Welcome Back, Jack (Reprise)
In April of 2008, I wrote a piece celebrating the return of Samurai Jack to Toonami on what would be the the final year of Cartoon Network’s Toonami block. Samurai Jack was the last show to air on Toonami, and the programmers’ choice to play the show’s bumpers without voice-over from the hosts turned out to be a solemn precursor to the saddest moment in Toonami history: when TOM and the gang bid us farewell the for the first time.
Flash forward to April 2012. Toonami returned to television as an April 1st stunt, preempting most of the usual Saturday Adult Swim Action block for a one-time trip down memory lane. A trip that jump-started Toonami’s full-fledged return to US television as the Saturday action animation block on Adult Swim. TOM, Sara, Naruto, One Piece and even IGPX returned thanks to the diligence of both the Toonami staff and the dedicated Toonami viewers.
Soon they shall be joined by the wandering warrior Samurai Jack.
When Adult Swim re-branded their action block as Toonami and picked up a few shows, they had to start small. Half of the three-hour lineup was long-standing Adult Swim action staples: Fullmetal Alchemist, Ghost in the Shell and Cowboy Bebop. Debate over fresh shows vs. old favorites has been running rampant ever since that first schedule was announced.
When discussing the possibilities for this new Toonami block with other long-time fans, a handful of American action cartoons originally produced for Cartoon Network (which Adult Swim wouldn’t have to pay fees to air) seemed to have a broad enough scope to fit on Adult Swim’s Toonami. Among those shows were Genndy Tartakovsky’s Sym-Bionic Titan, the 2011 ThunderCats series, Megas XLR, Star Wars: The Clone Wars, various DC animated series, and – of course – Samurai Jack.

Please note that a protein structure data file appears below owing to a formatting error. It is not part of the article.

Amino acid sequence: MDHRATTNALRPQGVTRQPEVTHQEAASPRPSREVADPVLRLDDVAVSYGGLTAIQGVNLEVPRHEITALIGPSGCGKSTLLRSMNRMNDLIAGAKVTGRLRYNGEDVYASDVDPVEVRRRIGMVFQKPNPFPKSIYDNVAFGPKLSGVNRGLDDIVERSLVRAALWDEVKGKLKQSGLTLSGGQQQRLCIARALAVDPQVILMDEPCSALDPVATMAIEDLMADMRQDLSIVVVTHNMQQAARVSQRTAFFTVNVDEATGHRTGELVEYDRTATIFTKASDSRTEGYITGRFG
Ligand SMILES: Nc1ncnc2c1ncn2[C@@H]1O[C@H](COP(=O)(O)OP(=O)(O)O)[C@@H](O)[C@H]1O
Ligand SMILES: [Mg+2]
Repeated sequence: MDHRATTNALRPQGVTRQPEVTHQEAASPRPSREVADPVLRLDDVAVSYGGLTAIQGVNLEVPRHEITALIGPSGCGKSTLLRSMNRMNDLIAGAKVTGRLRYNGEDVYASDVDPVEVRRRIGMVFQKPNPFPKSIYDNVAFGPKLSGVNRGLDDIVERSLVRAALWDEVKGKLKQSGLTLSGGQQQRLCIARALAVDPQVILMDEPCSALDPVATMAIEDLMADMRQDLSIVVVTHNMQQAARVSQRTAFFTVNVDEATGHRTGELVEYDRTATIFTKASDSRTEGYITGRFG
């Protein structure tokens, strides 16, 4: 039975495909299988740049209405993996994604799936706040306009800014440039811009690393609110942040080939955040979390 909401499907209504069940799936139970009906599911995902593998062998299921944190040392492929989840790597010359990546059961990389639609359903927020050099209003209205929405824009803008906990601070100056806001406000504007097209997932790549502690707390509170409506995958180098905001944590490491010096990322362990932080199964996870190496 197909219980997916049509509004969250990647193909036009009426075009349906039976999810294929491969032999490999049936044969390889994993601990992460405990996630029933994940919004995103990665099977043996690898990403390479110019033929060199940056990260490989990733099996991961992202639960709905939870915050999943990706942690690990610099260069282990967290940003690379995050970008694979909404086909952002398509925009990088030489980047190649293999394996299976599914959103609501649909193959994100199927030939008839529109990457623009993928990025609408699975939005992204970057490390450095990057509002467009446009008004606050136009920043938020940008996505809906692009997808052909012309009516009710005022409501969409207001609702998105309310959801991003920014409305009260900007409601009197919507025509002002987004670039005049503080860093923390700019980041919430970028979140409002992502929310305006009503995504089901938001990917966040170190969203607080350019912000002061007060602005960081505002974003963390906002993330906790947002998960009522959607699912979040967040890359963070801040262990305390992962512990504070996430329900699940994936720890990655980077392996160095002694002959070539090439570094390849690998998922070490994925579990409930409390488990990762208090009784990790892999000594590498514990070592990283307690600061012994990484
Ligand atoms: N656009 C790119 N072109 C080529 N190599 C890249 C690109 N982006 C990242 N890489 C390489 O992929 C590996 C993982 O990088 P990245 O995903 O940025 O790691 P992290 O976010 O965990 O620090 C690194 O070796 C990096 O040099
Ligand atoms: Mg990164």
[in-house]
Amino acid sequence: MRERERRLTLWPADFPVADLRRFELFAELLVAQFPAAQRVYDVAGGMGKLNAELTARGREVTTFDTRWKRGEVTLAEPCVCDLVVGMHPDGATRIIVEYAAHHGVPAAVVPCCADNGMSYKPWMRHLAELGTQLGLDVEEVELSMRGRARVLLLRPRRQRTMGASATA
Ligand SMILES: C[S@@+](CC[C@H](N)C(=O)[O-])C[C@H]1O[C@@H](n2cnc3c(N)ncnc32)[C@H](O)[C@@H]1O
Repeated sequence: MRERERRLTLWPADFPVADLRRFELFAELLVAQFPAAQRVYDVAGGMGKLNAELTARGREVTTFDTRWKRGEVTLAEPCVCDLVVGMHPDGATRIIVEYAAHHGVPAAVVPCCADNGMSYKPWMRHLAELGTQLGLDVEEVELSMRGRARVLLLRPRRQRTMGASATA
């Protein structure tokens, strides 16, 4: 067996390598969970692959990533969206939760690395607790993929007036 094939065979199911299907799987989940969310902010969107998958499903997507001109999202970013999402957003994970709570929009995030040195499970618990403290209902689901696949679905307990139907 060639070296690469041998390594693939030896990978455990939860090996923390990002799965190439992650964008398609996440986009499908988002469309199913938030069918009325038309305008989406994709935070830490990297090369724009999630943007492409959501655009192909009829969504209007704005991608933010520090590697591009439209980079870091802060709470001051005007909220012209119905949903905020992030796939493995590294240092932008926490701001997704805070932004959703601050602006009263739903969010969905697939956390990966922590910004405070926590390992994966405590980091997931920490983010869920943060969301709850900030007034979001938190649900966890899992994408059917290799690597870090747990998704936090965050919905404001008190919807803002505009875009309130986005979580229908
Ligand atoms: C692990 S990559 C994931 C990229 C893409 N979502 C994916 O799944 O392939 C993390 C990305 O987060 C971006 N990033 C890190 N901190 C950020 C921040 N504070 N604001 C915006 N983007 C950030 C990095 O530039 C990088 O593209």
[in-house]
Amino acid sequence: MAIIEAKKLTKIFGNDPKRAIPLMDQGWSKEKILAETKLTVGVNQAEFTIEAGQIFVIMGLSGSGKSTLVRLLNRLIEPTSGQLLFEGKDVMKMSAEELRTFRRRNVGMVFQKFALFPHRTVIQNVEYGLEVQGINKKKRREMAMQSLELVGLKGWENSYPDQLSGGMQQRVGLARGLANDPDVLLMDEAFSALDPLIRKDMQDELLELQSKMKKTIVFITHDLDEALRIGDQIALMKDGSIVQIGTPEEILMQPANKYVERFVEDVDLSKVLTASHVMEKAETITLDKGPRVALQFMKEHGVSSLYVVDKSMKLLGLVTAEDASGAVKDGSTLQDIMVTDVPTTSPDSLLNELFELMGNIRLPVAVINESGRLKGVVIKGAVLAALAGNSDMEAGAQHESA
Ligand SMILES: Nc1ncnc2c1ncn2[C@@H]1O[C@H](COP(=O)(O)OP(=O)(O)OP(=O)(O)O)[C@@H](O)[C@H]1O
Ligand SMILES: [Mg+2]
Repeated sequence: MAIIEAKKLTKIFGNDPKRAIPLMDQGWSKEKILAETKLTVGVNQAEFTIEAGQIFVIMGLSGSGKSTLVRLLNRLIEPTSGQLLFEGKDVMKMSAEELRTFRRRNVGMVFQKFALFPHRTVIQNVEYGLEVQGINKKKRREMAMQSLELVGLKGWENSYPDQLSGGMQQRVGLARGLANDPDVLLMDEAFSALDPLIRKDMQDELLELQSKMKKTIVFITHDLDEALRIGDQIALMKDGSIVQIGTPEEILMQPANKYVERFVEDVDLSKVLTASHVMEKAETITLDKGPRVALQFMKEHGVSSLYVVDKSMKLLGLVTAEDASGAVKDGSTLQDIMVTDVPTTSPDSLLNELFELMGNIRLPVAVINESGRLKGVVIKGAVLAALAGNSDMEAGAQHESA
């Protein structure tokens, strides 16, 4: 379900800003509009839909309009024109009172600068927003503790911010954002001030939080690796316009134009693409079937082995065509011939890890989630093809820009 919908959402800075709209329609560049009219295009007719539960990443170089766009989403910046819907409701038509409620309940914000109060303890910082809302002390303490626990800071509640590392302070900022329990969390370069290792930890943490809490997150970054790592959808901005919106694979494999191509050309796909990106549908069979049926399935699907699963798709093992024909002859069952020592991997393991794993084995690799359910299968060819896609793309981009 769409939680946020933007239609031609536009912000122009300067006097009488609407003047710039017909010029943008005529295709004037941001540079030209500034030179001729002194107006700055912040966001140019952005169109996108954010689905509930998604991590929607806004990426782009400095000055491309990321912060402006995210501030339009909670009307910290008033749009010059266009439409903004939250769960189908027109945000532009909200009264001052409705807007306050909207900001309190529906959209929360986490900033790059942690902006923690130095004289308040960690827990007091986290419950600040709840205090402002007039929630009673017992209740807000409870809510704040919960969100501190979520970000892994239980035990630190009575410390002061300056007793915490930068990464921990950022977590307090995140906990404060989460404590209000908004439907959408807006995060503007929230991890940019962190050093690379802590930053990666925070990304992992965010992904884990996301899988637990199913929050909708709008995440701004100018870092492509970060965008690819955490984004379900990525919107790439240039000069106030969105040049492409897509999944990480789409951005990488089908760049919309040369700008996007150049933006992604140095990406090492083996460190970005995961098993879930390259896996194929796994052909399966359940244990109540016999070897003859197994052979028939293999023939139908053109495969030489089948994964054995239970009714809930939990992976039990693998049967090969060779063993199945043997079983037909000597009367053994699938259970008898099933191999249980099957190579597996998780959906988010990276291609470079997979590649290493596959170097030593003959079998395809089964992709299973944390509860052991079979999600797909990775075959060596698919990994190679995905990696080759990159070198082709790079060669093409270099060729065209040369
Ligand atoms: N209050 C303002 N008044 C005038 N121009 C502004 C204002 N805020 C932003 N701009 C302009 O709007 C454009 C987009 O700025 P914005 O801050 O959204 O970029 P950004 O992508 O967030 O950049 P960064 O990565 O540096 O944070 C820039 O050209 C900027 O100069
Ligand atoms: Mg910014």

We were pretty much on the money when speculating which series Toonami would want to play. Sym-Bionic Titan and ThunderCats joined in October of 2012, and Star Wars: The Clone Wars followed in summer of 2013. Megas XLR is (tragically) stuck in rights limbo, and for whatever reason DC won’t play ball with Adult Swim. The only show in question was Samurai Jack, which Adult Swim had previously stated could not air because it belonged to Boomerang. Personally, I didn’t expect that obstacle to keep the show off-limits for long. It was only a matter of time and negotiation.
It was a delightful surprise to hear Jack is already set to return to Toonami in February.
You may be asking yourself if Samurai Jack is “adult enough” for Adult Swim. But if you are, you haven’t seen much of the seriess. If the Japanese cartoons that previously aired on CN’s Toonami (family entertainment on their native shores) are now adult Toonami’s bread and butter, then Samurai Jack fits right in. Samurai Jack mixes action, drama and comedy. There are some silly moments but they are never juvenile. The show never talked down to its viewers and was produced for prime time, with a broad audience in mind.
While it did fine with CN’s target demographic of 6-14, I recall its appeal to adults became slightly problematic for Cartoon Network. Some might say they even tried to quietly phase it out toward the end of its run, which is something it has in common with the other Cartoon Network series that have joined Adult Swim’s Toonami block. Part of me doesn’t want Toonami to become Cartoon Network’s action cartoon recycle bin, but the rest of me is thrilled to see those great shows join an action block that will treat them like the gems they are.
To those of you concerned about more shows getting recycled on Toonami, I think the trend stops with Samurai Jack. If there was one other show from the CN vault that Toonami probably would love to be able to play, it’s Megas XLR. That may happen someday, but it would seem that legal situation is even harder to tackle than IGPX’s.
We have to face the fact that half of Toonami is likely to always be shows that can air for free or close to it. Samurai Jack is a show that will take roughly a year to cycle and adds not only more American action but also a distinct flavor of visual storytelling. It’s the kind of easy-to-digest and unpretentious series that will always be able to attract new viewers. It’s also well-loved and capable of re-hooking viewers who aren’t interested in the newer shows Toonami has on hand.
2014 is going to be jam-packed with fresh content for Toonami, and a little classic flavor from Jack should compliment that nicely.
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